Greg Anthony knows a couple things about college ball. He played a full four seasons in college—one at the University of Portland and three more at UNLV. His Vegas squad won the 1990 National Championship behind Anthony (the point guard), Larry Johnson and Stacey Augmon. These days, he plays alongside the likes of Jim Nantz and David Aldridge while calling NCCA Tournament games, including the Final Four, and working as an NBA TV analyst.

Naturally, when SLAM got the opportunity to speak with the collegiate hoops wiz right before tomorrow’s Draft, we jumped on it. Below is an edited transcript from our talk.

SLAM: NBA TV will be conducting a mock draft on air tonight at 9 p.m. How will that work?

Greg Anthony: We’ll work off of David Aldridge’s mock draft that he released a few days ago. We’ll announce the picks and then give a breakdown. We have John Thompson to give a coach’s perspective, Stu Jackson, a former front-office person who also worked for the League under David Stern, and myself. We’ll just have some fun.

SLAM: Who would you draft first overall this year?

GA: With Embiid having the foot injuries, that does open up the door. I do think it’s between two guys, Andrew Wiggins and Jabari Parker. Parker is probably a little more polished at this stage, but Wiggins has some more potential. And I tend to lean toward a guy with a little more potential long-term.

SLAM: The top of the Draft is dominated by freshmen. Do you think that’s a bad thing?

GA: I’m not a fan of one-and-done; I think it should be a none-and-done. I don’t think you should shave to go to college in order to be drafted. We’re the only country that does it. That part of it bothers me. Look at the best players in our League—a lot of those guys didn’t go to college or only went for one year. But I see the argument from both sides.

SLAM: You played with a tremendous freshman at UNLV in Larry Johnson. Have you seen a more dominant freshman since?

GA: You think about Kevin Durant, just how great he was after his freshman year. Conversely, Michael Beasley was really good after his freshman year as well, but you see the differences in the paths that those two careers have taken. Carmelo Anthony was pretty damn good as well—won a National Championship at Syracuse as a freshman. So, you know, it’s really hard to say.

SLAM: The hype surrounding Andrew Wiggins entering his first collegiate season was insane. How do you think he handled it off the court? 

GA: I thought he handled it very well. I spent a lot of time with his coach, Bill Self, and one thing he raved about was that Wiggins allowed him to coach him—you know, he could get on him. And away from the court, he was a terrific teammate, and that’s really something that you wanna focus on when you’re looking at evaluating players, too. Character does matter. Most of these kids that are coming out early have proven to be really quality people.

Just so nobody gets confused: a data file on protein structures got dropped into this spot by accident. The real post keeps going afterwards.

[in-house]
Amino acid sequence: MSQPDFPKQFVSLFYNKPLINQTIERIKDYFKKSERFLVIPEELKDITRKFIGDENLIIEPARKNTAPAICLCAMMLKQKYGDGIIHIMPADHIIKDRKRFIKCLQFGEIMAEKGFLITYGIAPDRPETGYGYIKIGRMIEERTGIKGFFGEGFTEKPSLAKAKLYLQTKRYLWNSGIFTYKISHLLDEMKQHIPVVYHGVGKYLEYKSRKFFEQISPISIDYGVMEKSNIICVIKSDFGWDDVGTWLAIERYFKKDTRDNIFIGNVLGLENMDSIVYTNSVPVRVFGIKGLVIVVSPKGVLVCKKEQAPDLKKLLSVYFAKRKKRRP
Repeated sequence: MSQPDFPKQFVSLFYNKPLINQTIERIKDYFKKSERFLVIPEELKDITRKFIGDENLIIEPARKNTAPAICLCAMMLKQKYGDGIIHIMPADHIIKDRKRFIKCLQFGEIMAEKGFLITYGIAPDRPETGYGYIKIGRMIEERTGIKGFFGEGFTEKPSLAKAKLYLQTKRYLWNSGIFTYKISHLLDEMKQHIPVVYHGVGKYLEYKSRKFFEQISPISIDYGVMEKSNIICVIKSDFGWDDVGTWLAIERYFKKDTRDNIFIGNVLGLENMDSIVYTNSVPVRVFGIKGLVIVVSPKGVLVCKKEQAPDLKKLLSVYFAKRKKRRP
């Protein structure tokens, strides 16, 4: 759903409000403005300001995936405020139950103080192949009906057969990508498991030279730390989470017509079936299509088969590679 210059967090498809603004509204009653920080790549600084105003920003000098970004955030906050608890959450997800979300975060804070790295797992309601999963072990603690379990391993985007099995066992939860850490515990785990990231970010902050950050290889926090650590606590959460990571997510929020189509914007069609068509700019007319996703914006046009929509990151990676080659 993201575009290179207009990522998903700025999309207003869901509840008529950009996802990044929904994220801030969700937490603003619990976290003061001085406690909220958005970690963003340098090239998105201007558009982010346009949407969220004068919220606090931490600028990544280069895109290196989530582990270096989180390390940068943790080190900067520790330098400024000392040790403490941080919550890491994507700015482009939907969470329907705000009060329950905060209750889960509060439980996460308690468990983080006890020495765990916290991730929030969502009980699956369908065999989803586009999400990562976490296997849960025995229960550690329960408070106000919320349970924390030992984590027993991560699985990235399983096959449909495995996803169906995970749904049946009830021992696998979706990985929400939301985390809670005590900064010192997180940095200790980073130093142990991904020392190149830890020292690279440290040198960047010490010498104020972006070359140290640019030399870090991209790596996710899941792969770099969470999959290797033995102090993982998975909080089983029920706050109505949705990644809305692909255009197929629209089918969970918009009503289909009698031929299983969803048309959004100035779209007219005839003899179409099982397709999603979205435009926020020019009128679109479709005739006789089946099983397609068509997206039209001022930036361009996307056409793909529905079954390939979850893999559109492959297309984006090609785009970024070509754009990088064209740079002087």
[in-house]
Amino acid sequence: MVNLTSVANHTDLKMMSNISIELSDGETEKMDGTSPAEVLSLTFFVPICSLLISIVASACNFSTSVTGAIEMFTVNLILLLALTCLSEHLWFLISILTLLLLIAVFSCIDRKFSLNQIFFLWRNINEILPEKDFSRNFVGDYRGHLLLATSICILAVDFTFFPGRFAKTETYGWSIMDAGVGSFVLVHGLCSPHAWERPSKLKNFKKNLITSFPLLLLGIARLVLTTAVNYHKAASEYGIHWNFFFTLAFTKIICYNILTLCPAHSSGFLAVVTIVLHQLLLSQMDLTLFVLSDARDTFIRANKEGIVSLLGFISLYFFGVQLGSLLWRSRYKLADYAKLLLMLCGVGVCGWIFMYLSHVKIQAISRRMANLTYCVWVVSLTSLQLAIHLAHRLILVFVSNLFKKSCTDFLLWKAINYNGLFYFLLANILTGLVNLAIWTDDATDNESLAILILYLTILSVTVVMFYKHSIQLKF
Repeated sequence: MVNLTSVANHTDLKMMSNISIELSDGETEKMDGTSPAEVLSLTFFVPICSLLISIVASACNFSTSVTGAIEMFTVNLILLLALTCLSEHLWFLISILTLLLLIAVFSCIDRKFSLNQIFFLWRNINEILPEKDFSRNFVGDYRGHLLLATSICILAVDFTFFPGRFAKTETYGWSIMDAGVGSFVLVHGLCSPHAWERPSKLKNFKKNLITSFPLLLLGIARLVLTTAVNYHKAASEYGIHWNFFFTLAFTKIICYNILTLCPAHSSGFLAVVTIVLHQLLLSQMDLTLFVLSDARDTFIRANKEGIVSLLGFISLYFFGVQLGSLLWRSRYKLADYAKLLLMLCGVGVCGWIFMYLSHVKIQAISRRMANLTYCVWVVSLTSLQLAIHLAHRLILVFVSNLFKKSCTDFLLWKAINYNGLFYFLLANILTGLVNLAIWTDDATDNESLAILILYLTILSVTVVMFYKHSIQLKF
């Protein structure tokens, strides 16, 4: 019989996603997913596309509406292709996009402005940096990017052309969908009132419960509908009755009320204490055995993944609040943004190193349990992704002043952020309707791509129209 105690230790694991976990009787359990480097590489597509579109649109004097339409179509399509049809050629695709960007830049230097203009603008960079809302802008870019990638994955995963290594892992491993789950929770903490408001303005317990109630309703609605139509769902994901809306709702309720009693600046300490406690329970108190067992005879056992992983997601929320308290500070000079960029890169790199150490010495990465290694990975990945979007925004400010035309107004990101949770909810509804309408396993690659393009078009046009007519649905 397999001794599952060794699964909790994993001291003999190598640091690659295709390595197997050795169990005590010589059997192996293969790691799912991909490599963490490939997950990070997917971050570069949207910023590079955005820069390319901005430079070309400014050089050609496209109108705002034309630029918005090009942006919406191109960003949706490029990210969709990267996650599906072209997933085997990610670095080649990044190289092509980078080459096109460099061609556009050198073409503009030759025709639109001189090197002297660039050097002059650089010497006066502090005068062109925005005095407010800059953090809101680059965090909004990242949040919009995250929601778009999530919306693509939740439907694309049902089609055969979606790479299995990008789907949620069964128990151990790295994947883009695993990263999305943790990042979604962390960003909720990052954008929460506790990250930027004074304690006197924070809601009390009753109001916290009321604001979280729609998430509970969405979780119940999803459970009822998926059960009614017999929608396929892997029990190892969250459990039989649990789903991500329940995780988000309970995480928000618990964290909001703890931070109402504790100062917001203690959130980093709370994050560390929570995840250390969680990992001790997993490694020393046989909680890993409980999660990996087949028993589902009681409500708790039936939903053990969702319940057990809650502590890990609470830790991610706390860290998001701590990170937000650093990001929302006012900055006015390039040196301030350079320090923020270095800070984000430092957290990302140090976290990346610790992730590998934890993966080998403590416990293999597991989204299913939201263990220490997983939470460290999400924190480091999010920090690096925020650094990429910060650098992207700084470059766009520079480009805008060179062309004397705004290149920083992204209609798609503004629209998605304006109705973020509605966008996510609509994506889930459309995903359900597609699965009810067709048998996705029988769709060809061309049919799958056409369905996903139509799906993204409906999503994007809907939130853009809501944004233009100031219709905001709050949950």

SLAM: Julius Randle’s draft stock has seemingly taken a bit of a tumble in the last few weeks. How do you think he’ll fare in the NBA?

GA: If he’s healthy, I think he’s got a chance. He’s another guy who loves the game, is passionate about it, has worked extremely hard, and I love the fact that he’s set high goals for himself. That’s important because there are a lot of really good players who just want to be good, they don’t want to be great. I think that he wants to be great. I think that’s something that will serve him well on the journey. Foot problems aside—if everything checks out—I think he has an opportunity to be a terrific player.

SLAM: Every year there’s a player who goes outside of the lottery who, a few years later, we can’t believe slipped that far. Which player is that in this Draft?

GA: Cleanthony Early. He’s a terrific talent, explosive athlete, can really shoot the ball. Prototype size. He has a chance to be really special. I love Doug McDermott—focusing on seniors who stayed at school and let their games really flourish. He’s one of the great shooters I’ve ever seen in college, but he can also play really well without the basketball. Shabazz Napier I also love. One of the smartest basketball players I’ve seen on the college level in a long time. Mentally, has a complete understanding of how to play the game and play the position.

SLAM: Do you think we’ll see many trades involving high picks during the Draft?

GA: I absolutely do. There’s enough depth where teams might want to move down. Hypothetically, if you’re the Cavs, you could get the guy you want in the top-five without having to draft him No. 1, and pick up another pick or quality player. And that’s not the case every year. But this is a year where, because there’s so much depth, teams might be more willing to do that.

SLAM: There’s a lot of crap thrown out there by agents and teams leading up to the Draft. How hard is it to filter through that and find the truth?

GA: For me it’s easy because I’m just basing it off what I see. The only thing I wait to get are the measurables. I look at it from the standpoint of what system they played in and what their skill set is. I’ve gone through the process, I know what an agent is—they’re like politicians [laughs]. I get that aspect of it. It doesn’t make my job any more difficult. But it’s fun to hear all of the speculation. I love it.